Chapter

Inequality Hurts

Avner Offer

in The Challenge of Affluence

Published in print November 2007 | ISBN: 9780199216628
Published online October 2011 | e-ISBN: 9780191696015 | DOI: http://dx.doi.org/10.1093/acprof:oso/9780199216628.003.0012

Series: The Challenge of Affluence

Inequality Hurts

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This chapter discusses the psychic, economic, and health costs of status complaints of ranking below other people. Status produces losers as well as winners and can be measured in terms of negative distance, called here ‘complaints’. As incomes rose and consumption increased, more income flowed into positional consumption. Status complaints depressed health. Lower down the social scale, lives were shorter, and the risk of illness greater. Inequality is the reason why the United States, the wealthiest economy, scores so poorly on the indicators of physiological well-being. Positional conflict extends into politics, with partisan arguments for distribution from the poor to the rich made stridently and effectively by those at the top. The largest statistical risk factor for personal bankruptcy was the presence of children.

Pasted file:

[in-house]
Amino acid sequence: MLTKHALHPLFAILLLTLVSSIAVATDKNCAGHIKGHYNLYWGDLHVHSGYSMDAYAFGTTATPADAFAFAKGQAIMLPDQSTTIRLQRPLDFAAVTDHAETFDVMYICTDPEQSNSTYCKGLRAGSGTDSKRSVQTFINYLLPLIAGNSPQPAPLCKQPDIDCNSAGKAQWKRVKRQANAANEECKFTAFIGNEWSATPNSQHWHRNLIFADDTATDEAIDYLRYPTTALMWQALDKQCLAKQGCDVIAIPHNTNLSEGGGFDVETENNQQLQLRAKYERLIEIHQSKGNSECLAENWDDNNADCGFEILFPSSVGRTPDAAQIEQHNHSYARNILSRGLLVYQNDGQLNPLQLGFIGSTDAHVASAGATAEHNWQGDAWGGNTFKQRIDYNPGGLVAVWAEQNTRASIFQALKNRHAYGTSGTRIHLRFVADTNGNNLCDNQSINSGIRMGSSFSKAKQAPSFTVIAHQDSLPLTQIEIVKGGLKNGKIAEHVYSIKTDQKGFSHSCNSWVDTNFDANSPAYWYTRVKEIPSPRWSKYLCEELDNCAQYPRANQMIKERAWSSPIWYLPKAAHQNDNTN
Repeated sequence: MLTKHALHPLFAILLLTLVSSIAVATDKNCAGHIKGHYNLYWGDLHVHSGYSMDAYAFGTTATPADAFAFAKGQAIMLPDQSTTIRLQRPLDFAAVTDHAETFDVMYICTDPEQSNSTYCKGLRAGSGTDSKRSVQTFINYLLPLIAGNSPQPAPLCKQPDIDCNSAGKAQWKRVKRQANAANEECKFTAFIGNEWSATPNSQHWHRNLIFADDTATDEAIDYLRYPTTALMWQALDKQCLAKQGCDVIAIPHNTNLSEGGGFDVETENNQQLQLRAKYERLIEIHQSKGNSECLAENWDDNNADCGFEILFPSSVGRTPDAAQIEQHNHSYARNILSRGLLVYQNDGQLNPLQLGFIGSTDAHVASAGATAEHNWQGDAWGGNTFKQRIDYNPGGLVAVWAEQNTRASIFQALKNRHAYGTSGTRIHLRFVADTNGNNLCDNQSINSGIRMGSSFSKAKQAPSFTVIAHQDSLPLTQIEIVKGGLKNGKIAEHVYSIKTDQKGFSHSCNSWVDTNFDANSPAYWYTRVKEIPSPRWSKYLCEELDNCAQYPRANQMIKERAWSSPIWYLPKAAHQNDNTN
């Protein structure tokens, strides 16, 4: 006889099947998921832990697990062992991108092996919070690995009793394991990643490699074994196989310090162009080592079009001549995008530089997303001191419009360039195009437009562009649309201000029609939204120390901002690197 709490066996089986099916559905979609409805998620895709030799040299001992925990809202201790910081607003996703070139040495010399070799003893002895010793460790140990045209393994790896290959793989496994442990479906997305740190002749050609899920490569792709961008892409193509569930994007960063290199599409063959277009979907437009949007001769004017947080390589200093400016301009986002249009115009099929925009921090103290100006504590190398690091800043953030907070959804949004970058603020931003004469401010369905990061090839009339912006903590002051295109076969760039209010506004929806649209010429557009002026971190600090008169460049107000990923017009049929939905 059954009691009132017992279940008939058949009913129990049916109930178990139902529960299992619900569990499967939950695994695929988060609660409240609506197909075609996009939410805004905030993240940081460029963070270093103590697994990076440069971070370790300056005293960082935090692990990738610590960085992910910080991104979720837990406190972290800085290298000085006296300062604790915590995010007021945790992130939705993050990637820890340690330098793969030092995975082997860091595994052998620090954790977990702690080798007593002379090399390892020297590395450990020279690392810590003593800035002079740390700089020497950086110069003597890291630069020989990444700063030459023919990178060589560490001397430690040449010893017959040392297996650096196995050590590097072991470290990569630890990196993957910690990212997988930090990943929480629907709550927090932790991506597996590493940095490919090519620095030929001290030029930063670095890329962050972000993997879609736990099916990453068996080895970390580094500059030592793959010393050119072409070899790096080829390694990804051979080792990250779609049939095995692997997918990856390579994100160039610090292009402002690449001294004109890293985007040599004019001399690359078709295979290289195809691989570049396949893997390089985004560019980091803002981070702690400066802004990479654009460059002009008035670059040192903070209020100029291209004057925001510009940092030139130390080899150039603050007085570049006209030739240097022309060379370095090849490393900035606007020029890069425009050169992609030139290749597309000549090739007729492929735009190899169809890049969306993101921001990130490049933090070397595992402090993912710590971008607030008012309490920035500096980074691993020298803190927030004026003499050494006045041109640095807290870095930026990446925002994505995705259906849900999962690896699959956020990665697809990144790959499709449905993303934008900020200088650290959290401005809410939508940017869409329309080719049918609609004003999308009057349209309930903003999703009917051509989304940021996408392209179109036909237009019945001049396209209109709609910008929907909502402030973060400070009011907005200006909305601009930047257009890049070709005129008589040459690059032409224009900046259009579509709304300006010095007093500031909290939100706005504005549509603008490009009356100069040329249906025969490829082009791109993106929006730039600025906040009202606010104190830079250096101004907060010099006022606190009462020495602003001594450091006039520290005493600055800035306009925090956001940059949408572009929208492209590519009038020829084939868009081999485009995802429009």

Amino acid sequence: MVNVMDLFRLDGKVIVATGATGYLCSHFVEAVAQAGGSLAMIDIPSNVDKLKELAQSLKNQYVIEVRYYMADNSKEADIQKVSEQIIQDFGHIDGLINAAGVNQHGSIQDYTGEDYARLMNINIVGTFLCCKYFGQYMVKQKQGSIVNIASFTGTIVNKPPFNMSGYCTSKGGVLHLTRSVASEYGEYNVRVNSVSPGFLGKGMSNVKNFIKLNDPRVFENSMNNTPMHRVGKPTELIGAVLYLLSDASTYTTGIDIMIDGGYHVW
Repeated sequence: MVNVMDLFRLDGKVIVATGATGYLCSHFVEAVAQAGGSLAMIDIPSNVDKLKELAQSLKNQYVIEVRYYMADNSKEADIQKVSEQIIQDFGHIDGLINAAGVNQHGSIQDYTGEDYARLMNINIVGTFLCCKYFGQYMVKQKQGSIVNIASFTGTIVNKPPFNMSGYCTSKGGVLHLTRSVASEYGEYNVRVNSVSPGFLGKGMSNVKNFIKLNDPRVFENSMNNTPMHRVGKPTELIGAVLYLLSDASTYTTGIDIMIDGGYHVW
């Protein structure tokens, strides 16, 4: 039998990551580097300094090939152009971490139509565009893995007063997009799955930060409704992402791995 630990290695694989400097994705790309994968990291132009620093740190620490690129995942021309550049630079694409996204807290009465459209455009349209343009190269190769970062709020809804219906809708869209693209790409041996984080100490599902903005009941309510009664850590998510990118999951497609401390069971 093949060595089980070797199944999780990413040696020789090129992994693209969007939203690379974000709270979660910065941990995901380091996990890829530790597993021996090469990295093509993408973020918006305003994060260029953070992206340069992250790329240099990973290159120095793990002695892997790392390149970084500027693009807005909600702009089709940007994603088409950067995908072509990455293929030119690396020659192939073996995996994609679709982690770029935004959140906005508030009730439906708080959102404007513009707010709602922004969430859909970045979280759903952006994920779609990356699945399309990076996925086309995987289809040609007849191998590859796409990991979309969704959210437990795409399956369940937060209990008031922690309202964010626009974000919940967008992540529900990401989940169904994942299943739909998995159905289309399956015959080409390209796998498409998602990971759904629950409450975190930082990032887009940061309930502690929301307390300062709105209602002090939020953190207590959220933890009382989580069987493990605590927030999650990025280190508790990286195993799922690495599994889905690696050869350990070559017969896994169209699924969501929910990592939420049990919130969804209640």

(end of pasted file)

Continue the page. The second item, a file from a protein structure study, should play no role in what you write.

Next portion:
Keywords: positional conflict; health; status; income; inequality; United States

Chapter.  13782 words.  Illustrated.

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